Utah high schools change how they accept gifts, donations
Investigations spur districts to spell out policies on donations
Ravell Call, Deseret News
SALT LAKE CITY — It is a given. Public schools could use more resources.
So when a philanthropist comes along and offers money, goods or services to a public institution, it is a blessing. The reasons for donations vary, but the most common reason comes from an affiliation with a school, a school-sponsored program or surrounding community.
It seems simple enough that, as one woman speaking at a Provo School Board meeting in December said, "If rich people want to give money to the government, the government should take it and say 'thank you.' "
But late last year that "blessing" started to get more complicated.
A series of events, and subsequent investigations and audits, at Timpview High School in Provo exposed the dilemma public school administrators have when they accept gifts.
Timpview head football coach Louis Wong was allowed to resign after three audits found problems with the way money was handled by Wong and others in the athletics program and at the school. Several other administrators were disciplined, and the Provo School District adopted a new donation policy on May 8 that more strictly governs how donations are handled and distributed.
"This was a lesson learned for us," said Provo School District spokesman Greg Hudnall. "We were kind of out there without a policy. While we did have certain expectations, because it wasn't in policy not everyone was abiding by the same rules. A lot of times you don't create a policy until you have a problem. We'd never experienced anything like this in the history of Provo School District."
Meanwhile, Utah State Office of Education officials found the type of problems at Timpview weren't confined to one school — or even one district. A major issue was that educators misunderstood how to handle money being donated to or raised by a public school program — and because of that, in some cases, money was misused.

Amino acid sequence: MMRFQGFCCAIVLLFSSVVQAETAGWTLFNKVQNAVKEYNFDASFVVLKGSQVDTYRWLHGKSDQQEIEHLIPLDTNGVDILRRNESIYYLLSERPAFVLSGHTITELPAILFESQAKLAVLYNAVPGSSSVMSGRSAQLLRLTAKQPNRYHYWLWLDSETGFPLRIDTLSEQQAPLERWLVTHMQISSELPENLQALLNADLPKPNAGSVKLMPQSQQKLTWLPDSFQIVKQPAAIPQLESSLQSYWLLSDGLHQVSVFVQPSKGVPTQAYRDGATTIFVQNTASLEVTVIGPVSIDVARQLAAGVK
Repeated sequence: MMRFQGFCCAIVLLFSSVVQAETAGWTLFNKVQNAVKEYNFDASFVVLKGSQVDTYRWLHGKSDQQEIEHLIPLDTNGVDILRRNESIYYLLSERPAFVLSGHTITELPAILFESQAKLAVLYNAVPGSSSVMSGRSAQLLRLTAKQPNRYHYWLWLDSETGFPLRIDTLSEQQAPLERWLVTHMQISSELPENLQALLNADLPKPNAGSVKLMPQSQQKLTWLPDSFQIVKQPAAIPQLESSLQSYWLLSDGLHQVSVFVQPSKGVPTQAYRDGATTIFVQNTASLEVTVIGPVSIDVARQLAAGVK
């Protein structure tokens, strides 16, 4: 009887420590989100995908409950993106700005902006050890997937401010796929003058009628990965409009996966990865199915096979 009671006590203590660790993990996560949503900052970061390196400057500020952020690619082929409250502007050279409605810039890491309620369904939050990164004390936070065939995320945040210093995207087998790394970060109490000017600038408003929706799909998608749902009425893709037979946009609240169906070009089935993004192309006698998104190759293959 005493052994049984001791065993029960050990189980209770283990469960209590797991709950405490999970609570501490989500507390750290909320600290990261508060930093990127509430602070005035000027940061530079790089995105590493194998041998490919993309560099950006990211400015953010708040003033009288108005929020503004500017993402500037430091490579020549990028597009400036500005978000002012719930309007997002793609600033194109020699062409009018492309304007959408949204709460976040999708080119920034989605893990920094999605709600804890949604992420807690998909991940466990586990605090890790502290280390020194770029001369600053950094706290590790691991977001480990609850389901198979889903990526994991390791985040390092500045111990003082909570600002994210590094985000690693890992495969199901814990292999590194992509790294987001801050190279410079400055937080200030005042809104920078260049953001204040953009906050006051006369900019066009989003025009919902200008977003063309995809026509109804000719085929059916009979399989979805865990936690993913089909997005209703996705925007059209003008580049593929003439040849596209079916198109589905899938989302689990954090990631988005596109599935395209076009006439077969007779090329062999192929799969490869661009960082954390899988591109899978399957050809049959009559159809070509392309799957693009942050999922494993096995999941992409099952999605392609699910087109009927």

State law says money raised by, for or through a public institution is public money and must be managed the same way as any other public funds.
Because many districts didn't have policies that made this clear to donors, in some cases boosters who made donations were not only directing where the money was spent but also how.
The state auditor's office is conducting random audits of various sports programs across the state. One of those happens to be Cottonwood High School. And while the audit findings haven't been released, Granite School District officials already are taking steps to change the relationship between donors and schools.
The Granite School Board has a draft policy that will be considered July 10 for final approval that precludes anyone who donates more than $499 to a school or program from serving, even as a volunteer, in any kind of decision-making capacity. That means if a man gives money to a theater program, he can't help cast the show. If a woman gives money to a drill team, she can't have any role in deciding who makes the squad or how those students are utilized.
The policy came to light when one of the state's most generous boosters, Scott Cate, was told he no longer could volunteer as a coach at Cottonwood, because of his donations, which total somewhere between $4 million and $5 million over 13 years.
The rule is more closely aligned with NCAA guidelines for boosters at colleges.
Hudnall said an associate who retired from BYU told him what high schools are facing now is similar to the changes college programs went through 20 years ago.
While officials in both Provo and Granite districts say the changes may be prompted by concerns over sports programs, the problems are not confined to athletics.
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